After a recent trip to the Chicago Children’s Museum at Navy Pier, I have 2 observations:
1) It’s incredible.
There’s no getting around it. All of the hoopla and rigmarole of Navy Pier aside, the Children’s Museum is something that needs to be experienced to be believed. If you go, you’ll see newborns, toddlers, and kids from every grade in elementary school playing in a wide variety of attractions with broad enough appeal to entertain them all. You’ll see activities encouraging kids to explore their interests in art, science, literacy, carpentry, construction, performance, and everything in between. If you go a second time, you’ll notice that there are rotating interactive exhibits to help keep the experience fresh and unique. And at some point or another you’re bound to notice that the water room alone is the size of most suburban children’s museums!
2) Incredibly, most of the grown-ups that were there that day will never know how awesome it was.
Now, I’ll admit up front that most of what I’m about to say is purely observational and anecdotal. I’ll also admit that – like most people – I have a weakness for hyperbole and oversimplification when I’m angry about something. So I apologize in advance if, in my self-righteous rage, I occasionally blow things out of proportion.
Regardless, I’m disturbed by the number of parents I saw at the Children’s Museum who seemed completely oblivious to the whereabouts of their own kids. One of the most common sights in every room was a cluster of moms and dads sitting in chairs or against the walls with their smartphones out and their Facebook Apps open. Worse yet, it wasn’t unusual to find parents sitting in or on parts of the actual exhibits. Not only were they not paying any attention to their children as they played, but they were monopolizing the play areas themselves!
And for what? So they could brag about what a wonderful time they’re having and what amazing parents they are for spending a day out with their kids? Or maybe so they could message with their “friends” about how bored they are and how difficult their children are to manage?
Either way I’m throwing the red flag, ref.
To those parents, I ask this: How much of the day have you actually spent with your kids? How much of your attention have you actually given them? And, no, taking and posting pictures of them as they dig up dinosaur bones and catch digital butterflies doesn’t count.
And, really, before you complain about being bored or feeling put out, take a look around you! Do you have any idea what you’re missing and how much there is to DO where you are right now? And, quite frankly, do you have any clue how much faster the time would pass if you simply spent it with your children?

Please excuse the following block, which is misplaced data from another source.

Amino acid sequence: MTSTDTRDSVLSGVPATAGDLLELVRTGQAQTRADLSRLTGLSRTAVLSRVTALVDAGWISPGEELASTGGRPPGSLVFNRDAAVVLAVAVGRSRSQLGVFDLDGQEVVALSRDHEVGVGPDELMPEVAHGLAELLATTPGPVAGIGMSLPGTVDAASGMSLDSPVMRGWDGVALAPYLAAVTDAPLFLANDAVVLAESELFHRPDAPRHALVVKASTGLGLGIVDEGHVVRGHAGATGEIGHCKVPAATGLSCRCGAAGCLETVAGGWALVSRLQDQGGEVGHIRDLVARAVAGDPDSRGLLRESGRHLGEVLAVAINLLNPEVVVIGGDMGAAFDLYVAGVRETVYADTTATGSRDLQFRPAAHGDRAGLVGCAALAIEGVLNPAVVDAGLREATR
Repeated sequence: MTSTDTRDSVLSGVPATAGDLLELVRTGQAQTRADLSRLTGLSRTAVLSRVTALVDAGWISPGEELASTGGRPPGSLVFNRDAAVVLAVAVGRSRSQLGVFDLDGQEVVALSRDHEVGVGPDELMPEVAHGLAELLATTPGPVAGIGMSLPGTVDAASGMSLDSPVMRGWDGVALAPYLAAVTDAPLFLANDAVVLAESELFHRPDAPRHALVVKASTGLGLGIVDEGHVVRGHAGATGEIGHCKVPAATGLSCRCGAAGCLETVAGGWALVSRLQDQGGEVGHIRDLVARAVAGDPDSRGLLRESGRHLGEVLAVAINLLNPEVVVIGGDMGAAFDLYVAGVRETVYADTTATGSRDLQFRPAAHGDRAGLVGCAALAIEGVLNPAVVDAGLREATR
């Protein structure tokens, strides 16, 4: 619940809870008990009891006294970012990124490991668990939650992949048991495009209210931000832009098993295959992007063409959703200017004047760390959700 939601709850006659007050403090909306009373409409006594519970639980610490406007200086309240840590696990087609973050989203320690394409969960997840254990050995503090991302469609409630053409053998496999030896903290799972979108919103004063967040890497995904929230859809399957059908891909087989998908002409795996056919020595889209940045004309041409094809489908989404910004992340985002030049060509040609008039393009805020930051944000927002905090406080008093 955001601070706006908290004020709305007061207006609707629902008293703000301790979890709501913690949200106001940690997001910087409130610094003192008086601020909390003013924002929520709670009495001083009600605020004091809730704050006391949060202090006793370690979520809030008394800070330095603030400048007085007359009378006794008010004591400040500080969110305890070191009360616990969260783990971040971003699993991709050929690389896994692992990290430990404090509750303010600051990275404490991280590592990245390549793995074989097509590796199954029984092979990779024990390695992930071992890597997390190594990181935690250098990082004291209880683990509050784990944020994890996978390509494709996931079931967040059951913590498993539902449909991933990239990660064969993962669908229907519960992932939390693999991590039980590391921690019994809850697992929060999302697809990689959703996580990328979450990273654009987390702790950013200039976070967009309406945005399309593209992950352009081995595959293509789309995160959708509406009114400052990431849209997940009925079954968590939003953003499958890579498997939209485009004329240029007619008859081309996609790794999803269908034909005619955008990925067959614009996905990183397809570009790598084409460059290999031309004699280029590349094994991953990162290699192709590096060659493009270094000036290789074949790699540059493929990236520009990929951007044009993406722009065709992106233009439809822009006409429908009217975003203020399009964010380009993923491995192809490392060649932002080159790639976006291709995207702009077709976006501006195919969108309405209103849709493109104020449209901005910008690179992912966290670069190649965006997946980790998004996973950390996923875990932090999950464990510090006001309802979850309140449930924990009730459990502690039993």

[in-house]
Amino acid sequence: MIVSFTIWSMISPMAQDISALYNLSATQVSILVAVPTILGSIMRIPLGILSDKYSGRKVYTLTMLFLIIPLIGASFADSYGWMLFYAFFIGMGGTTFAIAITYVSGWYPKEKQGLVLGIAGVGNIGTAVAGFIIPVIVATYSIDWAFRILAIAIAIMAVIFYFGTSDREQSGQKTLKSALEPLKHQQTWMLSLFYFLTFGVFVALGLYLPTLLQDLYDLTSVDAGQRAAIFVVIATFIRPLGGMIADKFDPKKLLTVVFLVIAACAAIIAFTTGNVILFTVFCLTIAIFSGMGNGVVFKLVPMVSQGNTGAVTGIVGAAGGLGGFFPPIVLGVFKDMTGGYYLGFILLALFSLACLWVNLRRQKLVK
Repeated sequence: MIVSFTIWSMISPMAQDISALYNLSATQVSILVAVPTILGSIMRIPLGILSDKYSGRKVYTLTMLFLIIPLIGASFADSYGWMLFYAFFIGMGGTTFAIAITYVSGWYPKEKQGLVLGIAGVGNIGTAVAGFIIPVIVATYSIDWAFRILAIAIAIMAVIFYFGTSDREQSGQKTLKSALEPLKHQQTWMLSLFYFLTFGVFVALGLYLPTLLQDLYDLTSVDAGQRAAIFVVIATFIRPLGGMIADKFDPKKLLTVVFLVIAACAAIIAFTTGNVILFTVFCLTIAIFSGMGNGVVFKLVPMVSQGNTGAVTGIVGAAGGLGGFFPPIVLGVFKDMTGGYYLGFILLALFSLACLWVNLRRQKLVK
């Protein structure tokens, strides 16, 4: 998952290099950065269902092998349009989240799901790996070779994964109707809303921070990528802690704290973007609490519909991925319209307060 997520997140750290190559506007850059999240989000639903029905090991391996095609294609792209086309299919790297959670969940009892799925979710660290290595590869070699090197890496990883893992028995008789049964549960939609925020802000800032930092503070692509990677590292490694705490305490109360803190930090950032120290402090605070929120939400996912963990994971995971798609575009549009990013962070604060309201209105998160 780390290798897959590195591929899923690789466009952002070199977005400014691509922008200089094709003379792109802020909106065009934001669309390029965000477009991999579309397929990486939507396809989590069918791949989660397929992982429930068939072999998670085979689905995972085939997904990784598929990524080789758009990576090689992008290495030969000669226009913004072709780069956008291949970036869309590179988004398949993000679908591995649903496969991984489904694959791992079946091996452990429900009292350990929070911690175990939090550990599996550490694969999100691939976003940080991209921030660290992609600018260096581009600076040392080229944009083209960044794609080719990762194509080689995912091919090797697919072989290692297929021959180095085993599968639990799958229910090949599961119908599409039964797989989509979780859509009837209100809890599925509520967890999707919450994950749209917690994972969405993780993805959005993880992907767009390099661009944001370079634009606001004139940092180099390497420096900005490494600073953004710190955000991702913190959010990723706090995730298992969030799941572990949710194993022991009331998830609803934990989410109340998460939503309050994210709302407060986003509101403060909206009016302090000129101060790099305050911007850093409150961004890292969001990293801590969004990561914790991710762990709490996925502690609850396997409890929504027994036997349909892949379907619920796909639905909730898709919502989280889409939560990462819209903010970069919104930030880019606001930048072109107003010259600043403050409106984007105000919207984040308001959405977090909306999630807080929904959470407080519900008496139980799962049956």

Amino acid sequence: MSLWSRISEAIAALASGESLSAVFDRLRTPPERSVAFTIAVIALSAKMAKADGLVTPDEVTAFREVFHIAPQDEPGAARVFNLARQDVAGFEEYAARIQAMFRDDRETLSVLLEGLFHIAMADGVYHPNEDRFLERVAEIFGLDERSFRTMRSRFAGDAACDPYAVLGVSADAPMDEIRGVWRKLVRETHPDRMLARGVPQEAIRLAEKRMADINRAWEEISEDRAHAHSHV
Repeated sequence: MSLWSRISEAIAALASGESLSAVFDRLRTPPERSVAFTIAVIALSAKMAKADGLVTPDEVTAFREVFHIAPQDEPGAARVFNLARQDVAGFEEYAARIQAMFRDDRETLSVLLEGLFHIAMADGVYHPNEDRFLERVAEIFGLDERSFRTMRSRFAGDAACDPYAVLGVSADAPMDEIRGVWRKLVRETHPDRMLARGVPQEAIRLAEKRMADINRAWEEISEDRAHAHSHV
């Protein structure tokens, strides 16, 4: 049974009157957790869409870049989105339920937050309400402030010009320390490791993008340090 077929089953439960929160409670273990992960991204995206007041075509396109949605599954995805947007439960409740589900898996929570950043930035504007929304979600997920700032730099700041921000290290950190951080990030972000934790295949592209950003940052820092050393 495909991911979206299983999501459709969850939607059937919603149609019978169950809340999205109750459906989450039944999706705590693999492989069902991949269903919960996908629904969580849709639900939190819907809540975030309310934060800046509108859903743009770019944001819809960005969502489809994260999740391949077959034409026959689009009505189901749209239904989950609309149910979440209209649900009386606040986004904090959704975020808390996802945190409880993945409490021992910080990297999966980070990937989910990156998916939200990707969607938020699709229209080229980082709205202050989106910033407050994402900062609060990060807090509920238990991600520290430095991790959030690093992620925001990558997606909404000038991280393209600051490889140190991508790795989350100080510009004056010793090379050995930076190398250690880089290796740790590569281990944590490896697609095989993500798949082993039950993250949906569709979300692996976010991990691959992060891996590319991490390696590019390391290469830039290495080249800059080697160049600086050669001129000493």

Now, please don’t get me wrong. I’m a firm believer that young children need unstructured play time. I’m also a passionate advocate that kids need a sense of independence so they have the freedom to explore and imagine. They don’t need playdates and they don’t need daily structured activities. Today’s youth, more than any generation that’s come before them, need to learn how to entertain themselves.
But young kids DO need supervision. And they need guidance. They need rules and boundaries.
Children do not need to be “taught” or “coached” how to play. But they do need someone to play with. And, in early childhood especially, that someone often needs to be YOU. Otherwise, your kid’s likely to end up being the one shoving the smaller children out of the way in their rush to the slide in Treehouse Trails. Or the one hoarding all the rubber ducks in the WaterWays. Or even the one stealing other kids’ shopping carts in Kids Town.
And, as a side note to the parents of those children:
I wish this was the point at which I could get down from my soapbox and let you all get on with your lives. Unfortunately, I can’t. The day after the trip to the Children’s Museum, we spent a morning at the Gilson Park Beach in Wilmette (a short drive from my in-laws’ house, where we’d spent the night). Here, too, we saw the same disturbing trend. While children – some of them no more than toddlers – ran and played and even tried to swim on their own, their parents generally read, sunbathed, or puttered on their smartphones. It’s one thing when your negligence might lead to your child stealing all the safety goggles in the Skyline exhibit. It’s another far more troubling thing entirely when your self-absorption might lead to your child disappearing below the waterline. And, again, for what?
As a final note, I’d like to share the following (courtesy of chicagochildrensmuseum.org):
So, parents, please take the time to play with your children. Stimulate their imaginations, help them explore their interests, and make sure to monitor their behavior. Throw yourself into the experience and make the most of your day. If you need a break, make it a short one. And be sure to take it where you can still see and hear your children.
Most of all, please keep your smartphones in your pockets for a few hours. Facebook will still be there when you get home. Besides, if you’re going to regret anything about this day, regret not having a picture to share with your friends.
Don’t walk away regretting that you never actually played with your children.